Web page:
On the occasion of the 50th Association of Caribbean Historians Annual Meeting, The Empire Remains Shop, by Cooking Sections (Daniel Fernández Pascual and Alon Schwabe) Columbia University Press, 2018), will be launched on June 11, 2018, at 5:00pm, at the George Lamming Pedagogical Center (located at the Errol Barrow Centre for the Creative Imagination), University of the West Indies-Cave Hill, in Cave Hill, Barbados. This event includes a conversation between Shani Roper (historian) and Annalee Davis (artist, one of the book’s contributors). See description and more information below (and at Columbia Books on Architecture and the City).
Description: “Empire shops” were first developed in London in the 1920s to teach the British to consume foodstuffs from the colonies and overseas territories. Although none of the stores ever opened, they were intended to make previously unfamiliar produce and products—sultanas from Australia, oranges from Palestine, cloves from Zanzibar, and rum from Jamaica—available in the British Isles. The Empire Remains Shop speculates on the possibility and implications of selling back the remains of the British Empire in London today.
Based on a public installation in London in the fall of 2016, the book catalogues and develops the installation’s critical program of discussions, performances, dinners, installations, and screenings hosted at 91–93 Baker Street. The pieces in this book use food to trace new geographies across the present and future of our postcolonial planet. Structured as a franchise agreement, The Empire Remains Shop lays out some of the landscapes, imaginaries, economies, and aesthetics that future iterations of the shop would need to address in order to think through political counterstructures for a better distributed, hyper-globalized world.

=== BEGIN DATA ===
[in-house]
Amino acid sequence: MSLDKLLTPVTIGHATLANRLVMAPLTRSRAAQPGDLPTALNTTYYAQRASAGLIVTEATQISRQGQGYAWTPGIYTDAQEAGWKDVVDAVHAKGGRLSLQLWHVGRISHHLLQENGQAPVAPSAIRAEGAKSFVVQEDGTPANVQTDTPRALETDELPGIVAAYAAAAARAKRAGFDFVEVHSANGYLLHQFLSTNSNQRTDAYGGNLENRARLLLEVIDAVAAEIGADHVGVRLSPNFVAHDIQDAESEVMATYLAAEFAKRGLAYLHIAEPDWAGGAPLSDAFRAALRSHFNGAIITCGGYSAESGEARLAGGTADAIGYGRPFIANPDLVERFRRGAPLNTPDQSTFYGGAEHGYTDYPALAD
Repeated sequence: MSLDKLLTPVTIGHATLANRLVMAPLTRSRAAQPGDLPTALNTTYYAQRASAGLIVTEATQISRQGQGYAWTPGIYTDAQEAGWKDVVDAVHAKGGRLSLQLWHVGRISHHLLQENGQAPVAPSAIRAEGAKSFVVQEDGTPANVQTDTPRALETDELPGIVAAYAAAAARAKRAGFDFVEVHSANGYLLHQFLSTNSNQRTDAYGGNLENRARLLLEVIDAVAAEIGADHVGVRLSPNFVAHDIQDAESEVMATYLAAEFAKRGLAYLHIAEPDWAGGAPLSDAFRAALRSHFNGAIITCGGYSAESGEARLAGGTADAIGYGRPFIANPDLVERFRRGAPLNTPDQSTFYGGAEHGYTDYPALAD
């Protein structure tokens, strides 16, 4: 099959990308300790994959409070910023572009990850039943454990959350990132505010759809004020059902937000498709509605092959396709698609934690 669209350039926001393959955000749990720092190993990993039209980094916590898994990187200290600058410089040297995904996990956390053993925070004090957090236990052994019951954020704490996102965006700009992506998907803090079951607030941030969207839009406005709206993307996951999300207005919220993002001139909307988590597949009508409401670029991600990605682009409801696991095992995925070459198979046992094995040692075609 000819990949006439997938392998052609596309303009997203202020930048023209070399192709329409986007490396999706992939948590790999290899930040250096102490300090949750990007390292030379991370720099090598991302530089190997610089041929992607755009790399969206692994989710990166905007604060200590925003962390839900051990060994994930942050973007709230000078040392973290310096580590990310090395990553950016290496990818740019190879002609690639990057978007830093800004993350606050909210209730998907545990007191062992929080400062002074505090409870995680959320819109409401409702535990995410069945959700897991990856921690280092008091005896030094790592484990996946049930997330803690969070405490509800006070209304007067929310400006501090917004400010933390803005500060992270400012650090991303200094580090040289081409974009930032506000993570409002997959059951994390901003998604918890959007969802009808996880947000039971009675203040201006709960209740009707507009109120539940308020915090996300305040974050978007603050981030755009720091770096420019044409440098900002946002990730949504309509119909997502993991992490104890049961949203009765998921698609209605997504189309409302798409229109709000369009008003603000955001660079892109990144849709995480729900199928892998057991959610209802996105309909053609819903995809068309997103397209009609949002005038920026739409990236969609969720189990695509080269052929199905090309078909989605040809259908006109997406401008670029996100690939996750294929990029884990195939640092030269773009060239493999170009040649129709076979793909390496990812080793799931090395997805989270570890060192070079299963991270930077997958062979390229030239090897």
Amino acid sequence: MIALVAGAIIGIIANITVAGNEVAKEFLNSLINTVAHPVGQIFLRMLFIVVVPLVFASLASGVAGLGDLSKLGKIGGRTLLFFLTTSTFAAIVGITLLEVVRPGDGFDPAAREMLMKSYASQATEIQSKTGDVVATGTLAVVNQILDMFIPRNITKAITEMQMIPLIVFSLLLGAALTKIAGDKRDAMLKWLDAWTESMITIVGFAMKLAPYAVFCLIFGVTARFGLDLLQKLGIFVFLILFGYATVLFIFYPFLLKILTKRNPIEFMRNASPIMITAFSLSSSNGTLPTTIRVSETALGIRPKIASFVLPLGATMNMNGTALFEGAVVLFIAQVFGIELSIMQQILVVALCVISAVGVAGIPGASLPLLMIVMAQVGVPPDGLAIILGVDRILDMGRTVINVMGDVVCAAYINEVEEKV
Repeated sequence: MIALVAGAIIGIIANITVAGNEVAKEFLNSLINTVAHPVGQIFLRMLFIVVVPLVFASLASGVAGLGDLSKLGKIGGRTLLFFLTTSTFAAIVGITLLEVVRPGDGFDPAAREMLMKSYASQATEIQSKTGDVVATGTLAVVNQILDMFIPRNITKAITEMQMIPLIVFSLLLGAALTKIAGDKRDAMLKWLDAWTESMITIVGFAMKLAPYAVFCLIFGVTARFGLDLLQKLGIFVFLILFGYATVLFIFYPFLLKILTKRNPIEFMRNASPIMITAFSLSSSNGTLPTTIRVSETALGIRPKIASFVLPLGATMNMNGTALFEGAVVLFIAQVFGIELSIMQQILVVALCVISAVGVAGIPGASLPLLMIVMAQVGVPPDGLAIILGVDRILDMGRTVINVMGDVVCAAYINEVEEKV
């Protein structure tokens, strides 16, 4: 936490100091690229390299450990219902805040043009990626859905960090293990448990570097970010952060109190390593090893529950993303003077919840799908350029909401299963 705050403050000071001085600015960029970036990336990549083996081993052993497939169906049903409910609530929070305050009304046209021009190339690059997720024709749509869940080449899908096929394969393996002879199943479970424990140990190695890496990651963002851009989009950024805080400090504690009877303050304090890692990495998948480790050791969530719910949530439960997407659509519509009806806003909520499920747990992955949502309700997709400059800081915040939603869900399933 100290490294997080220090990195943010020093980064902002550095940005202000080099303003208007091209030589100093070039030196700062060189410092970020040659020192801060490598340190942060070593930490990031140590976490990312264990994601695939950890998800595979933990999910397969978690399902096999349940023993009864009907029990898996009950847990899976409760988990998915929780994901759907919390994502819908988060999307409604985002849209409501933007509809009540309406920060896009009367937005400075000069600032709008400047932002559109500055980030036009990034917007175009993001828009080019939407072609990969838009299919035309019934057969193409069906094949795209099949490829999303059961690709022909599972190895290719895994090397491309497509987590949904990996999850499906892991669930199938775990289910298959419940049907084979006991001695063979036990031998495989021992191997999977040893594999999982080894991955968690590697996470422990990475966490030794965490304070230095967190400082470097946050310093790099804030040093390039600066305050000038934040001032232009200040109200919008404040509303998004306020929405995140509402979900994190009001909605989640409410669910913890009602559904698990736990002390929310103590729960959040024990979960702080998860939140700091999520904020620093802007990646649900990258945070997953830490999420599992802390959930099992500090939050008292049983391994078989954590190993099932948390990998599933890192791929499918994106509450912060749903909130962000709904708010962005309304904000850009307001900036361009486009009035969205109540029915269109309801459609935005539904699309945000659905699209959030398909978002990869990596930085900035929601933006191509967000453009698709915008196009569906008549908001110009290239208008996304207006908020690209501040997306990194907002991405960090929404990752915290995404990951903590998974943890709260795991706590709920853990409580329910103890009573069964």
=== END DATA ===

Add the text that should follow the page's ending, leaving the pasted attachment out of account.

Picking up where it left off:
Cooking Sections (Daniel Fernández Pascual & Alon Schwabe) is a London-based duo of spatial practitioners. They explore the systems that organize the world through food. Using installation, performance, and mapping, their research-based practice operates within the overlap among visual arts, architecture, and geopolitics. They have been part of the US Pavilion, 2014 Venice Architecture Biennale; residents of The Politics of Food program at Delfina Foundation; and have shown their work at venues including the Victoria and Albert Museum, dOCUMENTA(13), the Neue Nationalgalerie in Berlin, the Het Nieuwe Instituut in Rotterdam, and the Centre for Contemporary Architecture in Montreal. They were part of the 2016 Oslo Architecture Triennale and 2016 Brussels ParckDesign, and recently completed a residency at Headlands Center for the Arts in San Francisco. They lecture internationally and lead an architecture studio at the Royal College of Art in London that investigates the financialization of the environment.
The book includes a foreword by Elizabeth A. Povinelli and contributions from Elisabetta Brighi, Filipa César, Revital Cohen & Tuur Van Balen, Jesse Connuck, Daniel Conway, Annalee Davis, Forager Collective, FRAUD, Ros Gray, Raphaël Grisey, Nitasha Kaul, Harry Keene, Laleh Khalili, Richie Maitland, Asunción Molinos, Shela Sheikh, Shahmen Suku/Radha La Bia, Bouba Touré, and Nicole Wolf.
For more information, see https://cup.columbia.edu/book/the-empire-remains-shop/9781941332375